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Seven Swans and One Hot Dress

March 28, 2010

I believe I am already behind on updating my music section. This is unacceptable. To earn back your readership, here is another song that’s been periodically calming me down and getting me humming along: The Dress Looks Nice on You by Sufjan Stevens, from the 2004 album Seven Swans. Click here to take a listen (Sorry about the YouTube music, I am too cheap for the embedded music upgrade)!

If you take a listen, hopefully you’ll see why I love the song so much. It is the perfect blend of simplistic lyrical structure overtop a beautifully composed melody; the song isn’t complicated, but it is complex. It possesses a grace that would make the creature on the album cover proud, and tones of mystery and longing that provide that rare peek into the human heart.

I can’t help but wonder exactly what it is that Sufjan is singing about, though. The minimalist introduction verse calls out: “I can see a lot of life in you / I can see a lot of bright in you / And I think the dress looks nice on you / I can see a lot of life in you,” followed later by “I can see a bed and make it too / I can see a fireside turn blue / And I can see the lot of life in you.” As I said, it all rings of a sombre mood, but somehow feels simultaneously uplifting. One mental image that came to me was a silent moment where a lone man stands looking at his deceased lover who has been dressed up before a funeral, in that void between pain and the joy from great memories of their life together. But that could just be some depressed part of my imagination.

As someone who has spent the last year of his life falling in love with the sound of the banjo, Sufjan Stevens has quickly climbed my favourite artists list. When Stevens comes in strong and suddenly with a banjo interlude version of the song’s main riff, I can’t help but smile every time; the man takes an instrument most people associate with inbred country folk and makes it the perfect texture tool. I can only hope to play the banjo like he does one day. On a related note, Seven Swans has almost definitely settled in as my favourite album by Stevens, keeping a consistent feel throughout that truly unifies the work. Cascading through religious references (The album’s namesake is a reference to stories from the book of Revelation), this seems to be one of his most blatantly Christian works, but the artistry of it all leads me to believe that even an atheist would be inspired. Other key songs like He Woke Me Up Again and Abraham will have you listening to this album on repeat, feeling inspired, and practising your hammer-ons.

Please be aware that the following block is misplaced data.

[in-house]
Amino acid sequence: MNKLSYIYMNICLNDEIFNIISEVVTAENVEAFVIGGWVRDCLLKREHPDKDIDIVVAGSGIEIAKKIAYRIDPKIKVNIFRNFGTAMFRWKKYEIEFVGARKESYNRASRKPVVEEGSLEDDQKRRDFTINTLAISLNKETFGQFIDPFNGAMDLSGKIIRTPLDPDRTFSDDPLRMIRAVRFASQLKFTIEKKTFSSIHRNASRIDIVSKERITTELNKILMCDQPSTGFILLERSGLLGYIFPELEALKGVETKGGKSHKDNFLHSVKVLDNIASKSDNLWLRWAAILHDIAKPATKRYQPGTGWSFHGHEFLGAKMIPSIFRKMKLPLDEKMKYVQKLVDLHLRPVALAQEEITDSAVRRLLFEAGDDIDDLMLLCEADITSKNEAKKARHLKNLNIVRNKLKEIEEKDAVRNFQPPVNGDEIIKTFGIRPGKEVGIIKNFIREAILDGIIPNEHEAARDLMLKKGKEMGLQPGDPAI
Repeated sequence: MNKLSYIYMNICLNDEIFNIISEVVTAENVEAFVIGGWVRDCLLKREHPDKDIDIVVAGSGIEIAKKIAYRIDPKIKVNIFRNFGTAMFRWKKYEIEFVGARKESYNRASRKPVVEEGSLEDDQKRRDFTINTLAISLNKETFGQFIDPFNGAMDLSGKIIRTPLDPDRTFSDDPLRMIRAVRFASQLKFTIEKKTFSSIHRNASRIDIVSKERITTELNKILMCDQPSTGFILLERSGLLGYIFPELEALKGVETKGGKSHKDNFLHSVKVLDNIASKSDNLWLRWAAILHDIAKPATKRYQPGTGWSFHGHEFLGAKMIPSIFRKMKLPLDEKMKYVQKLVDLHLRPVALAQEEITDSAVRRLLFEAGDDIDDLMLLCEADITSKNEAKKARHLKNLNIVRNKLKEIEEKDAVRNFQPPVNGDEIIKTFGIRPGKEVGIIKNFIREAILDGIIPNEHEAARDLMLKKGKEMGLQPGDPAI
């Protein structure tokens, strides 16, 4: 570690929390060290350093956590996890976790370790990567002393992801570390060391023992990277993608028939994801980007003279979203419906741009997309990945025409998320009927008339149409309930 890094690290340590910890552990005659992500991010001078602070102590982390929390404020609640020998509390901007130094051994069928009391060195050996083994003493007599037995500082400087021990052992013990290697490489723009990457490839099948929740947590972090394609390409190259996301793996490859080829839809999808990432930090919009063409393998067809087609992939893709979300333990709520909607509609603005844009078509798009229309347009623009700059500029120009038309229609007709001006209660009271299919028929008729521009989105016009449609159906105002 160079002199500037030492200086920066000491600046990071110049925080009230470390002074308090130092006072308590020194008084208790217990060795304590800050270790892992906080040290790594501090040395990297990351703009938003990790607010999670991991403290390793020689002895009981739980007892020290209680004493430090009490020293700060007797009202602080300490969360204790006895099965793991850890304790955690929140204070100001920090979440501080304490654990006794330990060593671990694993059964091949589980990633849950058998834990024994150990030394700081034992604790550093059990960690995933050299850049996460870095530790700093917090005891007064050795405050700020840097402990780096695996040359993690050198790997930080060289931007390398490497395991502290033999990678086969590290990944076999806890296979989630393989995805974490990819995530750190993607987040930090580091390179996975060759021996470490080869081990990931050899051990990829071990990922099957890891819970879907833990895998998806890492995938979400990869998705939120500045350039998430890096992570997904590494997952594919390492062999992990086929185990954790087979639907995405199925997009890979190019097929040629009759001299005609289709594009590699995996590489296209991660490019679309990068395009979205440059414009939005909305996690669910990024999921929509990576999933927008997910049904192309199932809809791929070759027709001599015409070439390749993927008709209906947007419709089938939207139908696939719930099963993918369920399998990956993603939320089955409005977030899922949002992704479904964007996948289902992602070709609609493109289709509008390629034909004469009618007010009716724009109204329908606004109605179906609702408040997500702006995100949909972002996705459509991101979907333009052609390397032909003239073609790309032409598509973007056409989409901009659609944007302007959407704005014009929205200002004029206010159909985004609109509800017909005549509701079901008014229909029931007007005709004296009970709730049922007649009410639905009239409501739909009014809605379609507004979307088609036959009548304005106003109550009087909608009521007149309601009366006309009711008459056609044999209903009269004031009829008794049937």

This is the kind of music that I would love to calm down at night to, drive down a country road to, stare at the stars to, and fail miserably at serenading my girlfriend with.

One Comment leave one →
  1. Emma permalink
    March 29, 2010 12:36 pm

    “I can’t help but smile every time; the man takes an instrument most people associate with inbred country folk and makes it the perfect texture tool.”

    Hahaha, so true. Nice review =) And you should probably learn this song; it’s really good.

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